Buying a Green Home

home greenEven taking aside the motivation of wanting to be conscientious of the environment, there are good financial and practical reasons to make sure your home is green. Good insulation alone can save you 30% on your energy bills, and utility bills are likely only going to increase. Many are already feeling the pinch of those unnecessarily high bills every month. Further, global trends indicate a push for policies to standardise the sustainability of homes. Arguably, then, making the sustainability of your property a priority now already is worth the effort.

If you are buying a new home, you could either buy a home that is already green, or make the necessary modifications yourself. Say you opt for saving yourself the effort of renovation and want to buy a home that is already green. Before you reach for that home loan application, however, consider these few tips:

  • Decide on the size of the house you want. The bias has always been that the size of your home is equal to luxury, but that need not be the case. Think about whether you really need all that empty, unused space. A smaller, well-designed home might suit your needs better, and would definitely waste less energy.
  • Choose the location very carefully. To further enhance the sustainability of your move, try and find a home that minimises the need for driving. Either by being in walking distance of the places you would frequent, or by being close to public transport.
  • In many places in the world, policy is in effect that requires certification of the sustainability of a property. Be sure to know what the regulations are in your corner of the world, and whether you can inquire about certification. And if there is, research what that certification entails.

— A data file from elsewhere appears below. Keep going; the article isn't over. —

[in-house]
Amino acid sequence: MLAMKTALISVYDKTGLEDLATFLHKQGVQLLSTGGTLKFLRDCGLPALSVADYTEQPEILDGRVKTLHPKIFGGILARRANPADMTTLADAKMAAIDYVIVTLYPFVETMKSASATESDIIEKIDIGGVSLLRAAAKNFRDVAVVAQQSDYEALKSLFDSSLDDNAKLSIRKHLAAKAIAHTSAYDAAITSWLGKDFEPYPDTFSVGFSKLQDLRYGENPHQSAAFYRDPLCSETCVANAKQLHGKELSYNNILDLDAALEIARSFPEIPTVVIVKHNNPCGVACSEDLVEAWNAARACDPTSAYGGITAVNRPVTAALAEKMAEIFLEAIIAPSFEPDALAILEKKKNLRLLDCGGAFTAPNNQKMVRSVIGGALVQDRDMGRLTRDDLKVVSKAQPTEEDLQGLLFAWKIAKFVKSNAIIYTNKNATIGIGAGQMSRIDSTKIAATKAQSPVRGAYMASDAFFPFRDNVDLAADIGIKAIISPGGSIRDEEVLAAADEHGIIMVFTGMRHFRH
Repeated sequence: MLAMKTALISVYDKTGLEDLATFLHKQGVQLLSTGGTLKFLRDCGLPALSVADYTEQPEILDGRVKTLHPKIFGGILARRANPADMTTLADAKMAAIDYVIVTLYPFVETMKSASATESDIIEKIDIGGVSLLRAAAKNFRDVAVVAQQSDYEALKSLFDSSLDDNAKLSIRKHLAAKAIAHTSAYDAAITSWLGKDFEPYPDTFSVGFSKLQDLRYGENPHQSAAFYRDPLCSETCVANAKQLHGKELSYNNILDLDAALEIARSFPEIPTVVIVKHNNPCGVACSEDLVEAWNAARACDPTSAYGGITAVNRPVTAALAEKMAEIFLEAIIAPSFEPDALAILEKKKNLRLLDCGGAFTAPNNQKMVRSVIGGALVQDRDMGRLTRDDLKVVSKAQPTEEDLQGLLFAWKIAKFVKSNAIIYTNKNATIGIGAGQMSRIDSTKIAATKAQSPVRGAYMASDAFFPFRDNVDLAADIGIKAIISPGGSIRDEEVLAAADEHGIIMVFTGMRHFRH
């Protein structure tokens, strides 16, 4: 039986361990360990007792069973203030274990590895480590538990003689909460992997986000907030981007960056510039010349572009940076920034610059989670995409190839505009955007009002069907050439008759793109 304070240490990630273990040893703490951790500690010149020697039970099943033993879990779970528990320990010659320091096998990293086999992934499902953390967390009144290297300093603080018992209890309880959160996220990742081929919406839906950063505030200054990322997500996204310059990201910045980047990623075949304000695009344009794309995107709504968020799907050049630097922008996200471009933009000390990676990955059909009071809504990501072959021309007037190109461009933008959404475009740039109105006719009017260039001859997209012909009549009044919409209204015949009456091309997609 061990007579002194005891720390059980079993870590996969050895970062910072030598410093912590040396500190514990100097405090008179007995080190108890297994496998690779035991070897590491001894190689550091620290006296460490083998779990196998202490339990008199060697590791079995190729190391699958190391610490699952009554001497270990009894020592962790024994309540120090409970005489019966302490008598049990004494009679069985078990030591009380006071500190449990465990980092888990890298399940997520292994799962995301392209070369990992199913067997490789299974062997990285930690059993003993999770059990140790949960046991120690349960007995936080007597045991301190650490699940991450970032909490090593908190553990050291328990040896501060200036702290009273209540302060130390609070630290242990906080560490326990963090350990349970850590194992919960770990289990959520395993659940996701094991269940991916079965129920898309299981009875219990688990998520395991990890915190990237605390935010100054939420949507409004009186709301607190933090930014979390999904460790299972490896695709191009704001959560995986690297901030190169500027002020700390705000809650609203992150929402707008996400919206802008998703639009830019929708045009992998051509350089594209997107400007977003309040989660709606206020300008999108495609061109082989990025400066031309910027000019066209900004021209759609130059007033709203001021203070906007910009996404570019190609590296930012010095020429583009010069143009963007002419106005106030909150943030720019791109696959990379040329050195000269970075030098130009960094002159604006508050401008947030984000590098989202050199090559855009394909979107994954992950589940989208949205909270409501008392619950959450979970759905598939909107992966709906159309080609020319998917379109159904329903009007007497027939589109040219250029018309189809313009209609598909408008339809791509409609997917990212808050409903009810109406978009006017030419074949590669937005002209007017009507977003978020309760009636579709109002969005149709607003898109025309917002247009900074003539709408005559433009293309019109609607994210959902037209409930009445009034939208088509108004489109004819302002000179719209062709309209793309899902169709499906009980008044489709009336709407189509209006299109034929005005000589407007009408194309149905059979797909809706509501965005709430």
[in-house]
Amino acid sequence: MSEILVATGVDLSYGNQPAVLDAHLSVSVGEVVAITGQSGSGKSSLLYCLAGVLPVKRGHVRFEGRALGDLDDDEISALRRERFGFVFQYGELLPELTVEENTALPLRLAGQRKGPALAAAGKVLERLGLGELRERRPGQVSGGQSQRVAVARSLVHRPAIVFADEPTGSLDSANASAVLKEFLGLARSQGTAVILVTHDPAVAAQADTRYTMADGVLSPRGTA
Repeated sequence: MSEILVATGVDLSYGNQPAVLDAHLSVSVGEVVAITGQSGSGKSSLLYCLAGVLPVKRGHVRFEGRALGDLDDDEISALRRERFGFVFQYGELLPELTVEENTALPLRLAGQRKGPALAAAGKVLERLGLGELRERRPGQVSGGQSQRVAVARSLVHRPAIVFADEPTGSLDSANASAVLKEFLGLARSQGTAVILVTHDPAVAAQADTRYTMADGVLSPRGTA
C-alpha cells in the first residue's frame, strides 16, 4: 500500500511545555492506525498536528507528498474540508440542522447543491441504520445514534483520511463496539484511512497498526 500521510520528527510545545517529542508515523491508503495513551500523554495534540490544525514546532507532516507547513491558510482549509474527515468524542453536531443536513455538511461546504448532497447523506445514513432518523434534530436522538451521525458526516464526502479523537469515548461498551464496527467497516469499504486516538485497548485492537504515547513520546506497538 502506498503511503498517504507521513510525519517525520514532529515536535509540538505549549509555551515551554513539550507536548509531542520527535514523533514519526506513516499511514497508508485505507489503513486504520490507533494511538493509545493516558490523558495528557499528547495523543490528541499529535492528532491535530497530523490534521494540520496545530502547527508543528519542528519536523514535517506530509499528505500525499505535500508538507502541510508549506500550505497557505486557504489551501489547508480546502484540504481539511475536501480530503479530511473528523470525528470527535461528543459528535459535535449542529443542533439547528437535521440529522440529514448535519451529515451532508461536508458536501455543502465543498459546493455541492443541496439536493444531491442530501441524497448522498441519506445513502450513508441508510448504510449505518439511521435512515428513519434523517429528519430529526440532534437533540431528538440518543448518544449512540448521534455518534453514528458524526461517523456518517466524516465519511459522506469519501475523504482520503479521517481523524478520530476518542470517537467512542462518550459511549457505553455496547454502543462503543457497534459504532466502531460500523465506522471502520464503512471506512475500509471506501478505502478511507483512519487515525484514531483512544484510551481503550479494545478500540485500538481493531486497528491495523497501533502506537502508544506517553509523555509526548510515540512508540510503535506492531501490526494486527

• If this is something you would be interest in, inquire whether you qualify for an energy efficient mortgage, which allows you to credit the aspects of your home that saves energy in your repayments.
  • Consider the materials the building was constructed with. A building might have been designed with being green in mind, or may have later been modified to be green. If the latter, the materials are unlikely to be as environmentally-friendly as the materials used in a building that was planned to be sustainable from the get-go. Think about whether this would matter to you.
  • Get the professional help of a green realtor, who will know the local industry of energy-efficiency and can give invaluable advice and guidance.
  • Consider organising for an energy audit, which is an analysis of the energy-efficiency of the property. A green realtor can organise this for you.
  • Not all green homes are created equally sustainable. Check what additional modifications you might have to make yourself. Remember that this costs money and takes effort.
  • When the time comes to furnish your new home, continue the theme of sustainability in your choice of furniture: recycle where you can and only buy items made from sustainable, non-toxic materials.

Finally, remember that even though sometimes a green home might cost you a bit more upfront, you would easily make up the extra cost in what you save on energy bills.